humanID: Reclaiming the Web for Humans

A nonprofit co-founded by Bastian Purrer (MBA ’20) is giving real humans real digital IDs; Shuyao Kong (MBA ’20) reports.

We have all been there. Upon downloading a new app, we are prompted with two registration options: “Sign up with Facebook” or “Sign up with Google.” Most people would choose either one of them because, after all, who wants to waste time registering through email or phone number when Facebook or Google sign-up is just one click away? 

This is precisely the human behavior that Bastian Purrer (MBA ’20) and his humanID team strive to change. Social media sign-up is dangerous, for two reasons. On one hand, by signing up with Facebook, Google or any other social media platform, consumers essentially give these internet giants permission to access and track their online footprint, losing data privacy and turning themselves into a product for internet giants to make money from selling ads.

On the other hand, third-party websites don’t benefit from social media sign-up either. In fact, they could be the victim because Facebook registration does not require stringent Know-Your-Customer (aka “background check”). As a result, anyone can use an email address to sign up for Facebook and subsequently use that account to sign up for third-party applications. As a result, bots, aka fake identities that are created to spread false information on the internet, become the “new human,” in the age of internet trolling. 

The humanID team wants to give the internet a better option: “Sign up with humanID.”

humanID is different from conventional social media sign up for three reasons. First, only real humans are allowed to use humanID because the team puts stringent criteria to register an account. To create an account, consumers must register with their unique SIM cards, and each account is bound by only one device. The platform will also run algorithms to check human-like behavior. In other words, the team wants to make sure that no fake IDs are created to troll the internet. Time to say bye to bots. 

Second, all data will remain anonymous and private because humanID does not host any data, or share consumers’ data with third parties. Instead, all data will be kept on consumers’ devices. Even better, humanID’s services will create an untraceable identity for users so that no one other than themselves knows who they are. 

Third, humanID log-in is as convenient as any other social media log-in. The application is designed to give the same user experiences as Facebook and Google sign-up. Once signed up, users can use their fingerprint as log-in to any third-party application, as easy as that. 

humanID was first bootstrapped in Indonesia where Purrer met his co-founder Gilang Bhagaskara. Both felt strongly that political misinformation, powered by internet trolling, was polluting Indonesia’s nascent democracy. Both believed that the root cause was digital identity management and therefore started humanID, a nonprofit open-source project.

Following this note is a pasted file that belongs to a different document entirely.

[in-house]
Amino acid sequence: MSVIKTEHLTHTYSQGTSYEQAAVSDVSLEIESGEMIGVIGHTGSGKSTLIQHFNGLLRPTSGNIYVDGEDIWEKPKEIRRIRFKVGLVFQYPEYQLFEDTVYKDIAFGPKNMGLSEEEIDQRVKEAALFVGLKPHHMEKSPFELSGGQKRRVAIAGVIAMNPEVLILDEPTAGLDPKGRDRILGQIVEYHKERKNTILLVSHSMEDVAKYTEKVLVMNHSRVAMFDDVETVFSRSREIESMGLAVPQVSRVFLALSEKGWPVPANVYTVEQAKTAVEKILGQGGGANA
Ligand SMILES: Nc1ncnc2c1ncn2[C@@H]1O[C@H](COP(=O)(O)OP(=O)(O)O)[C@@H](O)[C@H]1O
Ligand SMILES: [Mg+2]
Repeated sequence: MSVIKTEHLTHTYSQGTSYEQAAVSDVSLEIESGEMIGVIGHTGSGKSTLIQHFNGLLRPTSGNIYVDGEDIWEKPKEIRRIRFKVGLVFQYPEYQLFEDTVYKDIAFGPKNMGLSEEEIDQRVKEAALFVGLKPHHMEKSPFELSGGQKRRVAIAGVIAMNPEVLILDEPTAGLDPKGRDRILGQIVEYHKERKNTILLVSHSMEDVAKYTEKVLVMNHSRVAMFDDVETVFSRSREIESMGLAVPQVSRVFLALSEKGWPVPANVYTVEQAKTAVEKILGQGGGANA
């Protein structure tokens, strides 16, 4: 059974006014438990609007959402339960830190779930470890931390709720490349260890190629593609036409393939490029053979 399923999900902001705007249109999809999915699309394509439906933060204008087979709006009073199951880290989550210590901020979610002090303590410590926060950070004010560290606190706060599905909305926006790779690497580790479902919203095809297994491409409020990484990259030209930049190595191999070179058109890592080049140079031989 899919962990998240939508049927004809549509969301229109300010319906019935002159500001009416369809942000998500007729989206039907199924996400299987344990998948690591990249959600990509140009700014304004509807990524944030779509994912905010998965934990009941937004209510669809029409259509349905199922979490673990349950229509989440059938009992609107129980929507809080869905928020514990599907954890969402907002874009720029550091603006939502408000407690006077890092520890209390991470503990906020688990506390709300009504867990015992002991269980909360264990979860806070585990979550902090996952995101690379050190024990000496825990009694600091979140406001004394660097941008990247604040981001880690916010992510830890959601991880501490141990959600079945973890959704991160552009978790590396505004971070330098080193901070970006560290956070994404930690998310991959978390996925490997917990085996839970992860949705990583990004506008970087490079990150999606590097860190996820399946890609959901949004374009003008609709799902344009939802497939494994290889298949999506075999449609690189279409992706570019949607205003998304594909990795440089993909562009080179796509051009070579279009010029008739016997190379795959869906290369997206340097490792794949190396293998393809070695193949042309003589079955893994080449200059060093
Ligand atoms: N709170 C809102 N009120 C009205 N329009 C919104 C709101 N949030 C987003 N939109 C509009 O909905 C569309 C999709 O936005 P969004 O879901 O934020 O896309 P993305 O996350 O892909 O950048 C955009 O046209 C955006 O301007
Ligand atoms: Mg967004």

The team later expanded beyond Indonesia when Purrer returned to HBS to finish his degree. In 2020, Adar Arnon (MS/MBA ’20) joined the team and brought almost a decade of experience in cybersecurity. 

When asked why he joined the team, Arnon said, “Cybercrime is harming so many people around the globe, and it’s still only getting worse. If we want to contain what gets exposed, we must be able to effectively control our online identity. When I heard of humanID, it just clicked—this is it. I wanted to be a part of this team” 

In addition to Arnon, two other HBS students also joined. Shuyao Kong (MBA ’20), who worked at the intersection of blockchain and privacy space, and Umang Sota (MBA ’21), who specializes in cloud and digital space. The rest of the team is decentralized across the US and Asia.

humanID launched its web and Android versions in December 2019. An iOS version will be launched in March. The team believes that humanID solves the global digital identity issue on both sides of the equation. Users benefit from better usability and increased protection, and businesses avoid breach risks and botnets, all by design.


Shuyao Kong (MBA ’20) worked at ConsenSys’s Global Strategic Initiative team prior to business school, opening up business across Middle East and Greater China. Prior to ConsenSys, she worked as a consultant at IBM, helping her clients craft digital strategy and deliver innovative retail banking applications. She also interned at Brave as a Product intern between her two years at HBS. In her spare time, she writes a weekly column with Decrypt on the state of crypto in China. She also contributes to the Beijing-based journal Caixin as a global reporter.